While the country is experiencing one of the worst economic crises in the world since the 1980s, the Lebanese Deputy Prime Minister, Saadeh Al Shami, said Sunday that “the state and the Bank of Lebanon (BDL) are bankrupt.”
In a televised interview broadcast on Sunday on Al-JadeedTV, Al Shami said that “the state is bankrupt, as is the BDL, and there are losses,” adding that “the distribution of the losses will be charged to the concerned actors, namely the state, the BDL, the banks and the citizens.”
Having provoked widespread national and international reactions, these remarks were denied by the number two in the government, who claimed that his statement “was incomplete.”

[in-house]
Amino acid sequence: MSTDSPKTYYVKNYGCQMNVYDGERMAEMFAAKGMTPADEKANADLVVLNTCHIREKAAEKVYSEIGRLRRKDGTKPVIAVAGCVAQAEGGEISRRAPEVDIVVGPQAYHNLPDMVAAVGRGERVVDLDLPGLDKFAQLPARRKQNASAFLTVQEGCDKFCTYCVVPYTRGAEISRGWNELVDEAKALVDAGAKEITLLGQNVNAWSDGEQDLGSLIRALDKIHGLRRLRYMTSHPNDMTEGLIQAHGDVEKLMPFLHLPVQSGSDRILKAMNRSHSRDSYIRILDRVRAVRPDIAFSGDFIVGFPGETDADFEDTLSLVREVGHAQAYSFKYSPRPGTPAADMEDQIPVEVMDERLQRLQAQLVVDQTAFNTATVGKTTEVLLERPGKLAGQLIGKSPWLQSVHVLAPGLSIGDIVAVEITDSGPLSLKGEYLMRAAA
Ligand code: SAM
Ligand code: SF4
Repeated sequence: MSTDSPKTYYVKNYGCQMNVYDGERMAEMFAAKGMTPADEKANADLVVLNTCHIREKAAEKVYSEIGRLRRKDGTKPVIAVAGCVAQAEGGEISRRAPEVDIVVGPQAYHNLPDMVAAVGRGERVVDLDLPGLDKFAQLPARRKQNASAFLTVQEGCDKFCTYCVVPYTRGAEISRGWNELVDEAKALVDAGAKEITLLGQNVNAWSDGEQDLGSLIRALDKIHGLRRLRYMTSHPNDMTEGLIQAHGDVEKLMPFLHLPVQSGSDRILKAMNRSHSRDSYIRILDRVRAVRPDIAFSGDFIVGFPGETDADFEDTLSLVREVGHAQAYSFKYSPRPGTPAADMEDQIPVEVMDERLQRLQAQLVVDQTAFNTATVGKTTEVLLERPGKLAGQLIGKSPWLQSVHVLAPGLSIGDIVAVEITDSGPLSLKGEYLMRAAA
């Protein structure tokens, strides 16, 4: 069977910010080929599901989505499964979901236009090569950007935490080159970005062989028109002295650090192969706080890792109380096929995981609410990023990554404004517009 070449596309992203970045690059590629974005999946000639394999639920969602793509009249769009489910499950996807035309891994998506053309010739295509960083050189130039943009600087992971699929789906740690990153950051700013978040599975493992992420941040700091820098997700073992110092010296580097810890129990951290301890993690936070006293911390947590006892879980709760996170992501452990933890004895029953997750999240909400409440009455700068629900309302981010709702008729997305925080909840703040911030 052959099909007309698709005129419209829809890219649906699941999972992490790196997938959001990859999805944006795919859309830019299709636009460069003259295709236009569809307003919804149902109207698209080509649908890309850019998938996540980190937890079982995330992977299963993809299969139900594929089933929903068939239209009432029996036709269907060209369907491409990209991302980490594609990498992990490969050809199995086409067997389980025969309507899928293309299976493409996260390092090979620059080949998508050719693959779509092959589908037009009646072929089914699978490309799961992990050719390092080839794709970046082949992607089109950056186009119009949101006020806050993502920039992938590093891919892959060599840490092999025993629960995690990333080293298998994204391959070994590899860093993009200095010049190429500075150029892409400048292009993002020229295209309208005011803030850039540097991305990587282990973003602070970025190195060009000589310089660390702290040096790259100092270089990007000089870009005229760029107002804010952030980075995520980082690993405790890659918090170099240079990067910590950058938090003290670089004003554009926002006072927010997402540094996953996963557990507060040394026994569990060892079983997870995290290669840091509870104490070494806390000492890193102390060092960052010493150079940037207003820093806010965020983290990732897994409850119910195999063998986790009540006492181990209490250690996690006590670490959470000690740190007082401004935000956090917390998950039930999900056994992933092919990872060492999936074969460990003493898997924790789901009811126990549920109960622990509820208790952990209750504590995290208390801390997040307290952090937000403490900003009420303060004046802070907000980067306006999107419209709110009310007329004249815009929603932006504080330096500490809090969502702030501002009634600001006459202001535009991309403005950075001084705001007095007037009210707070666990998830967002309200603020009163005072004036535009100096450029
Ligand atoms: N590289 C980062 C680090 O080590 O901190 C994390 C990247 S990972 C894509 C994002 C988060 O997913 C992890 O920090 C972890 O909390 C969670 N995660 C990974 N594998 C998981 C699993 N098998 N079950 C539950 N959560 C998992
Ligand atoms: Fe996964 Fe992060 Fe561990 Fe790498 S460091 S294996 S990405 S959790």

The next day, Prime Minister Najib Mikati said that Al Shami“wanted to talk about liquidity and not the solvency of the state.” The governor of the BDL, Riad Salameh, issued a statement stressing that “despite the losses that have affected the Lebanese financial sector, and which are being addressed in the framework of a recovery plan prepared by the current government in cooperation with the International Monetary Fund, the BDL continues to exercise its role under Article 70 of the Code of the currency and will continue to do so.”
It is worth noting that in 2020, Lebanon defaulted on the portion of foreign currency debt that represents more than 37% of the total nominal value of the debt.